N.W. Students quiz politicians for cross-community project

Holywell Trust hosted a '˜Let's Talk' event to give local pupils the chance to question their politicians.

Tuesday, 1st March 2016, 8:29 am
Updated Tuesday, 1st March 2016, 2:54 pm
Pictured at the Lets Talk Politics Foyle-East Londonderry Constituency event in the Holywell Trust are elected representatives, Gary Middleton MLA, DUP, the Deputy Mayor, Councillor Thomas Kerrigan, Councillor Michael Cooper, Sinn Fein, Steven Parkhill, UKIP, Gerard Diver MLA, SDLP and Assembly Speaker, MItchell McLaughlin, with pupils from Lumen Christi College. Picture Martin McKeown. Inpresspics.com. 26.02.16

It’s the seventh year that the event has taken place and is a cross-community gathering of various schools across the North-West.

On Friday students from Lumen Christi College, St. Mary’s College and Coleraine Grammar gathered to quiz four local representatives.

The DUP’s Gary Middleton MLA; SDLP’s Gerard Diver MLA; Sinn Féin’s Colr Mickey Cooper and UKIP’s Steven Parkhill took part in an open panel hosted by local journalist Paul McFadden.

Introducing the event, Deputy Mayor for Derry and Strabane District Council Thomas Kerrigan said it was a great opportunity for the young pupils.

“It’s always a great honour to be invited along to the ‘Let’s Talk’ event,” he said.

Pupils were also given the chance to participate in a round table discussion and a mock election.

Speaker of the NI Assembly, Mitchel McLaughlin MLA, said the students are a generation that represents peace.

“This is a project close to my heart.

“You are the first generation that have grown up without warfare on our streets,” he said.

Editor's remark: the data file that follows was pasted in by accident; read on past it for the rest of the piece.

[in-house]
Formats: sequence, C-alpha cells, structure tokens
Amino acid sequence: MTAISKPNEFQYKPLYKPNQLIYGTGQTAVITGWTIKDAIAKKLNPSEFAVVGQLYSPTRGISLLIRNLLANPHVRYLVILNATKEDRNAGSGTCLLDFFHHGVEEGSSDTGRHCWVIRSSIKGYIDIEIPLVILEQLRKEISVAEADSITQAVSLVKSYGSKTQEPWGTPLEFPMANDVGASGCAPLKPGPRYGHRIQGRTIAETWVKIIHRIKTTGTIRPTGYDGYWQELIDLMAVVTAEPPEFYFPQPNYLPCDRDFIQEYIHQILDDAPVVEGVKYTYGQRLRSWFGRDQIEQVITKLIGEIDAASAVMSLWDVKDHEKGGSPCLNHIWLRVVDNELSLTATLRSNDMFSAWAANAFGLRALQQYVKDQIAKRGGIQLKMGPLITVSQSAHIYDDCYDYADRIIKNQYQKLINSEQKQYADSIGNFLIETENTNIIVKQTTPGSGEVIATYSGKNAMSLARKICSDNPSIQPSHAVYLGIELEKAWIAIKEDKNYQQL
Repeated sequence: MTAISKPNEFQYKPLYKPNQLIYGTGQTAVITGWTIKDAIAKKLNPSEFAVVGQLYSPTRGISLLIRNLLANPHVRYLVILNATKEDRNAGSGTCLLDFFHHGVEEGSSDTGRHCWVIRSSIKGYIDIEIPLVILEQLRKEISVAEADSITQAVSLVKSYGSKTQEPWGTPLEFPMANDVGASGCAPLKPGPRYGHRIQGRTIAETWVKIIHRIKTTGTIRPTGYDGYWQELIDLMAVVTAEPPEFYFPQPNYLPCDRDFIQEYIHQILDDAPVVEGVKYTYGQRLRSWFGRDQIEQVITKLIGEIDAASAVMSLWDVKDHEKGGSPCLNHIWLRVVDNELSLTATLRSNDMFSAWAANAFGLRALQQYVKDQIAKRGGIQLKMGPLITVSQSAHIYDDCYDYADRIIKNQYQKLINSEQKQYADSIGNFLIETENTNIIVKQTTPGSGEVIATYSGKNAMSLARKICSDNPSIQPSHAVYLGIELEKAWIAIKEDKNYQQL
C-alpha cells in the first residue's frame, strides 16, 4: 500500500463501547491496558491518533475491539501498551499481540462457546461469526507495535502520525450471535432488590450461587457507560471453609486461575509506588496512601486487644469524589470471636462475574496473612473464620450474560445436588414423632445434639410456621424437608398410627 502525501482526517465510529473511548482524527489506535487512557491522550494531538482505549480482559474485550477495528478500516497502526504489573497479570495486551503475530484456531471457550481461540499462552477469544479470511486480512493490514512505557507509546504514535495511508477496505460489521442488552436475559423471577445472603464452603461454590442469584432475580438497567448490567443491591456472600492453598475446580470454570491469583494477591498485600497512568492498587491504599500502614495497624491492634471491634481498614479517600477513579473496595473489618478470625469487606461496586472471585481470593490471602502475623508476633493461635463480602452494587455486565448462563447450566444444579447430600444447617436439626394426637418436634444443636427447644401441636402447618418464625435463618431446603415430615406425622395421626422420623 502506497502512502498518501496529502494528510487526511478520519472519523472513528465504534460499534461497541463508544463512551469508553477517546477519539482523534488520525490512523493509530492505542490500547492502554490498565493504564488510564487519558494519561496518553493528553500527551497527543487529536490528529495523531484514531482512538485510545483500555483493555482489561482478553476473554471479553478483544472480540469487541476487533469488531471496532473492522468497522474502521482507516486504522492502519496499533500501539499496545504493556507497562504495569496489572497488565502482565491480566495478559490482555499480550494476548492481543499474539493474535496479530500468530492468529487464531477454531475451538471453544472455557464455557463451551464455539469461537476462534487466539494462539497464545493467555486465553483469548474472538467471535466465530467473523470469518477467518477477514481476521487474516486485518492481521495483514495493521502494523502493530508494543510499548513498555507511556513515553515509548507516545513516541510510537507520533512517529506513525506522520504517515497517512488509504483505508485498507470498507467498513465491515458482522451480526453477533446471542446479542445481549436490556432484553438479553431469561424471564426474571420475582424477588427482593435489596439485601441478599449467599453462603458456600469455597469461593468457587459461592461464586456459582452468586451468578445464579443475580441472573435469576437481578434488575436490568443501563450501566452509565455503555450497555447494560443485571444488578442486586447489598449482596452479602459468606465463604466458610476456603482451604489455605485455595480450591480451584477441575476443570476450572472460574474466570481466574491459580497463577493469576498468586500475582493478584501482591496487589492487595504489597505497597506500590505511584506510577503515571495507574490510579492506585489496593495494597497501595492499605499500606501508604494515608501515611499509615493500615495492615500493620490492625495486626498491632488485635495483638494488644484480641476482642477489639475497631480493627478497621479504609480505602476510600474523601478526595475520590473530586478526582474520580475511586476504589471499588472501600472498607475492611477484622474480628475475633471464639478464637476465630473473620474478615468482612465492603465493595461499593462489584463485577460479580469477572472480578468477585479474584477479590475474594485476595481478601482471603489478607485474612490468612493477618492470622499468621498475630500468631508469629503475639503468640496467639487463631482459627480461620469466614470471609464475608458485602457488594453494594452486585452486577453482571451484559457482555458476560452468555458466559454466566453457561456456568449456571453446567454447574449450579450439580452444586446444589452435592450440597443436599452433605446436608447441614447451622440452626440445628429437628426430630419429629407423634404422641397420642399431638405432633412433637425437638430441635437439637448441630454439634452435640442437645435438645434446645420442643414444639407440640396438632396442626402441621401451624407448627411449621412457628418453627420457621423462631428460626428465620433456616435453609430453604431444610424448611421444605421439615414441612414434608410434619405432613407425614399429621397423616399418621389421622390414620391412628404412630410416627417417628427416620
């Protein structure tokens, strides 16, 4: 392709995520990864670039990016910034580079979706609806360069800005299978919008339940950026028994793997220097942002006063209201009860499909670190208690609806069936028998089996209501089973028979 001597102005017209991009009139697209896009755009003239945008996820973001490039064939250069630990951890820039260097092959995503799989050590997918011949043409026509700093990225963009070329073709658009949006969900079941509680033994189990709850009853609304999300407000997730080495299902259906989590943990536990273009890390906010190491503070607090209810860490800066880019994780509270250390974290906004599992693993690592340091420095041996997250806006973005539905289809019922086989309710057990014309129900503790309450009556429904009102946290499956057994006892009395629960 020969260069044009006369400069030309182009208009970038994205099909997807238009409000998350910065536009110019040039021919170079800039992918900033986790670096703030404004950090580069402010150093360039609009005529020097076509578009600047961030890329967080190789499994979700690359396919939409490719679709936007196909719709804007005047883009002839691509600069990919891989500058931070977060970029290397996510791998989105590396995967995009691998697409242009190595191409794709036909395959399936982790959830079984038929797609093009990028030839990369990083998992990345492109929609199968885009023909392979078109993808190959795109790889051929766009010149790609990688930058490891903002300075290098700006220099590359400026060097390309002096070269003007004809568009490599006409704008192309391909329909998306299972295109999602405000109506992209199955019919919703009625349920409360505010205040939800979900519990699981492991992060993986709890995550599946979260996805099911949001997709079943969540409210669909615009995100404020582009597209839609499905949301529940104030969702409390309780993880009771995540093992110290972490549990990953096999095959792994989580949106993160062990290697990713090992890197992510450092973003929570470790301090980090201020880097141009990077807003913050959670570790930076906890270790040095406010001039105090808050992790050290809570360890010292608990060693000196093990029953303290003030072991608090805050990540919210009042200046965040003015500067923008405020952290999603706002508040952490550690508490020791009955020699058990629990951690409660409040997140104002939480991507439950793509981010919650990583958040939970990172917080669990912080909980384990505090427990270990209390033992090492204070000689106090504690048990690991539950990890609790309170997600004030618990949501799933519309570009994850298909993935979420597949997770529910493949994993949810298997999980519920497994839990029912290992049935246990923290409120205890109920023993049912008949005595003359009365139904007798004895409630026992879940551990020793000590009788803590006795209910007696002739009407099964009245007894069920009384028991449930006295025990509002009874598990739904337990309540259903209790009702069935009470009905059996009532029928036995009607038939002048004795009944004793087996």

“We are in a changing society and you can contribute to that.”

Each school was given the opportunity to ask questions on a range of topics and were also given keypads to vote on important issues throughout the panel.

68 per cent of the group said they did not feel politicians represented young people while just 9 per cent said they saw themselves living in Northern Ireland in 10 years time.

The students wanted to know why enough wasn’t being done to keep young people in Northern Ireland.

“We have to be conscious of the journey this city has come on,” said Gerard Diver.

“In the 1980’s I looked at the city and I was devastated but now much more is being done to make it an interesting place to be.

“We certainly need to do something to stem the flow of young people who are leaving,” he added.

82 per cent of the students felt that Derry was an area in particular need for attention and UKIP’s Steven Parkhill agreed.

“The Assembly is failing to invest in the North West as a whole,” he maintained.

“We need to invest in infrastructure and bring jobs here.

“There’s no reason why businesses shouldn’t be excited to come to this area,” added Mr. Parkhill.

Quizzed about the abortion issue, the DUP’s Gary Middleton said more medical advice was needed.

“There is a medical committee in place to fully review the issue of abortion from a health perspective,” he said.

“The DUP will support what that committee puts forward.”

Sinn Féin’s Mickey Cooper said that his party felt the issue could have been handled better.

“For us, the recent amendment should have been allowed to go through.

“I think the upcoming election was certainly a factor in the decision,” added Mr Cooper.

77 per cent of the group believed that the voting age should be brought down to 16.

The politicians were asked whether their parties were prepared to adapt to the new attitudes of the younger generation.

Gerard Diver said that all parties represent the views of the people that elect them.

“Of course we acknowledge that young people are becoming more passionate about their views.

“We are all elected based on the votes of our constituencies and we represent what those people what to see,” he said.

“By receiving those votes, we know that we are doing something right.”

Gary Middleton said that there is an opportunity for more young people to get involved.

“There are few members of the assembly under the age of 40, and even fewer under the age of 30.

“I think we all try to represent the views of our communities and together we want to build a prosperous Northern Ireland,” he added.